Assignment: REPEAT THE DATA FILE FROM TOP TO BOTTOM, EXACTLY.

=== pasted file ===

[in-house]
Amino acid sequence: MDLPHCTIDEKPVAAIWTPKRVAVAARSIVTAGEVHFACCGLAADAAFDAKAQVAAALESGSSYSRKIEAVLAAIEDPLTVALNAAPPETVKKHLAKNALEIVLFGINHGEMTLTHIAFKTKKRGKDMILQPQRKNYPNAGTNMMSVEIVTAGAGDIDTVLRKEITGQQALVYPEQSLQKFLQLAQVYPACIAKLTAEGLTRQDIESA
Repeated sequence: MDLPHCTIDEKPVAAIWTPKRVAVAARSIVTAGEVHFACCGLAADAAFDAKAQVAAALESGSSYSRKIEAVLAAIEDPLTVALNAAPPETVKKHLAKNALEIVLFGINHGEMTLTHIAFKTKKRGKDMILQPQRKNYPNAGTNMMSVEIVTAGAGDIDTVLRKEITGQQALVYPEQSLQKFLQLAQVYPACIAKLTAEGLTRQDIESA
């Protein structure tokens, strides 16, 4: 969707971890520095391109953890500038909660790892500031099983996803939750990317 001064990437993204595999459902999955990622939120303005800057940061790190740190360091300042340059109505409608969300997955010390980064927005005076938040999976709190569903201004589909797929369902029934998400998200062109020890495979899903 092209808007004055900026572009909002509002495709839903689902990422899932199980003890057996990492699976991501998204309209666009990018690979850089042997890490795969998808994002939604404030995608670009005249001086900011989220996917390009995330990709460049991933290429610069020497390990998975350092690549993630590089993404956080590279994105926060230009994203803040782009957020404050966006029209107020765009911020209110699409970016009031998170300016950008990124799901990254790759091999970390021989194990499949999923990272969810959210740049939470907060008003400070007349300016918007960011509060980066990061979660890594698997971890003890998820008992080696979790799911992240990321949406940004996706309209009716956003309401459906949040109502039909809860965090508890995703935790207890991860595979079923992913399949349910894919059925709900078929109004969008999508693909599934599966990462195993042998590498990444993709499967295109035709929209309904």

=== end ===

[in-house]
Amino acid sequence: MDLPHCTIDEKPVAAIWTPKRVAVAARSIVTAGEVHFACCGLAADAAFDAKAQVAAALESGSSYSRKIEAVLAAIEDPLTVALNAAPPETVKKHLAKNALEIVLFGINHGEMTLTHIAFKTKKRGKDMILQPQRKNYPNAGTNMMSVEIVTAGAGDIDTVLRKEITGQQALVYPEQSLQKFLQLAQVYPACIAKLTAEGLTRQDIESA
Repeated sequence: MDLPHCTIDEKPVAAIWTPKRVAVAARSIVTAGEVHFACCGLAADAAFDAKAQVAAALESGSSYSRKIEAVLAAIEDPLTVALNAAPPETVKKHLAKNALEIVLFGINHGEMTLTHIAFKTKKRGKDMILQPQRKNYPNAGTNMMSVEIVTAGAGDIDTVLRKEITGQQALVYPEQSLQKFLQLAQVYPACIAKLTAEGLTRQDIESA
């Protein structure tokens, strides 16, 4: 969707971890520095391109953890500038909660790892500031099983996803939750990317 001064990437993204595999459902999955990622939120303005800057940061790190740190360091300042340059109505409608969300997955010390980064927005005076938040999976709190569903201004589909797929369902029934998400998200062109020890495979899903 092209808007004055900026572009909002509002495709839903689902990422899932199980003890057996990492699976991501998204309209666009990018690979850089042997890490795969998808994002939604404030995608670009005249001086900011989220996917390009995330990709460049991933290429610069020497390990998975350092690549993630590089993404956080590279994105926060230009994203803040782009957020404050966006029209107020765009911020209110699409970016009031998170300016950008990124799901990254790759091999970390021989194990499949999923990272969810959210740049939470907060008003400070007349300016918007960011509060980066990061979660890594698997971890003890998820008992080696979790799911992240990321949406940004996706309209009716956003309401459906949040109502039909809860965090508890995703935790207890991860595979079923992913399949349910894919059925709900078929109004969008999508693909599934599966990462195993042998590498990444993709499967295109035709929209309904």